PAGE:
12. Dylan Post author

    Lola – a woman can definitely have annoying things get on her tits, don’t worry. Certainly not a blushing matter!

    Lillie – that video is hilarious. Not sure how I’ve not seen it before, so thanks for pointing it out.

    And Expatmum, don’t even get me started about the toilet cubicle doors. I’ve blogged about it before, and not a day goes past when it doesn’t annoy me. I’m sorry, that’s one rare example of where it’s objectively better in the UK!

  13. Alasdair

    Dylan – are you familiar, yet, with the American Cannibal Festival, in late November ?

    (innocent smile)

    PS I’m Scots, married to one of the few native Californians (she was born in Glendale, CA) and I have 4 daughters (who each have US Passports, and the 4th is about to get her UK Passport) – and I am very happy that in my garden here, I can (and do) grow various citrus, mangoes, loquats, rambutan, apricots, macadamia nuts, passion fruits, Muscat grapes, and tomatoes … just a slightly more diverse crop than back in Glasgow …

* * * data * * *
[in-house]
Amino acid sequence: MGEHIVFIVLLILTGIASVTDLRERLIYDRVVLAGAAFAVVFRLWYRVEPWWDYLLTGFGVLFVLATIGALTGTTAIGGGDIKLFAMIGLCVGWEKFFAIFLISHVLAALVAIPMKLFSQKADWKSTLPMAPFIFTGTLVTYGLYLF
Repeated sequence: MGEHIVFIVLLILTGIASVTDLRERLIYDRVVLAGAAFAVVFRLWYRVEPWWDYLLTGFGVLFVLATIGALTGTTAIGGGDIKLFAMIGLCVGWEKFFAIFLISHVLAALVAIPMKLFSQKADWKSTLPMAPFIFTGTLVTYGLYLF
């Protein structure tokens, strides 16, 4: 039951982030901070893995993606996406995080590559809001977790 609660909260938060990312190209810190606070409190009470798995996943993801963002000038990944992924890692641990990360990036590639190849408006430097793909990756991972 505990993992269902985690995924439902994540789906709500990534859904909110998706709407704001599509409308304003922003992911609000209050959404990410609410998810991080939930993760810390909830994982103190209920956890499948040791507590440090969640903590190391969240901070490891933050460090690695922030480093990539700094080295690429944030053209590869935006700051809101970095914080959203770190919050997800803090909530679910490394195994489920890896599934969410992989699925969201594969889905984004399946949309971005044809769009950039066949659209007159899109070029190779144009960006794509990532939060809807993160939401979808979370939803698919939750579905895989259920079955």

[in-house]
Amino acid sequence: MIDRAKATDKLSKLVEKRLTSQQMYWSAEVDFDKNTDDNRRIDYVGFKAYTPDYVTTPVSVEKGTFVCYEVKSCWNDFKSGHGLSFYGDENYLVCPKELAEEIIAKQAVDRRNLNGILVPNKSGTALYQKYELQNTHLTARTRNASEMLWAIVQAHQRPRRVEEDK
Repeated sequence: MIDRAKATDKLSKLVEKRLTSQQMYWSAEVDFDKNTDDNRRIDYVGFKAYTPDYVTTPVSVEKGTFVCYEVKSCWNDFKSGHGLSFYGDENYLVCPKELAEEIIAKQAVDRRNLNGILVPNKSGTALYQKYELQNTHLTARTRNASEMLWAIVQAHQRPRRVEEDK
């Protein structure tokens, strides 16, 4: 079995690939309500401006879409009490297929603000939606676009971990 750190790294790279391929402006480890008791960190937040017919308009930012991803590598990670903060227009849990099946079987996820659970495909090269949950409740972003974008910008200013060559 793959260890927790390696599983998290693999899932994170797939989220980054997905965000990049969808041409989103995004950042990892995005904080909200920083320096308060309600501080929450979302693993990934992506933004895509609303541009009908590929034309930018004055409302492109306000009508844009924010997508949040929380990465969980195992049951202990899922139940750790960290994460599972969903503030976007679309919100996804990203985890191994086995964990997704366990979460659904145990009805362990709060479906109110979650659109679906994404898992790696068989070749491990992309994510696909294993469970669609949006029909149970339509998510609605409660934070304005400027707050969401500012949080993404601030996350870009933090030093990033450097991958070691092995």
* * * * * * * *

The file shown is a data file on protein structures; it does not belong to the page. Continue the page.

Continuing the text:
14. Mick


    If one doesn’t want to upset someone with the word “tits” one says “Thre’penny bits” 🙂


  15. Alison

    I had to join in with this very lively discussion – I’m definitely guilty of appearing to slag off my adopted country by dint of being an Expat (a self-titled accidental Expat for those who would tell me to just go home!). It’s hard not to notice the differences and draw comparisons, some negative some positive (is it possible to buy less than 5lbs of grapes in a US supermarket for example?!), but as long as it’s done with respect, or a bit of healthy tongue-in-cheek, why not I say. I enjoy reading US Expats blogs about living in the UK, and while some of their scathing reports may make me bridle a bit I appreciate their honesty and their different perspective.

    Unless it’s about football of course.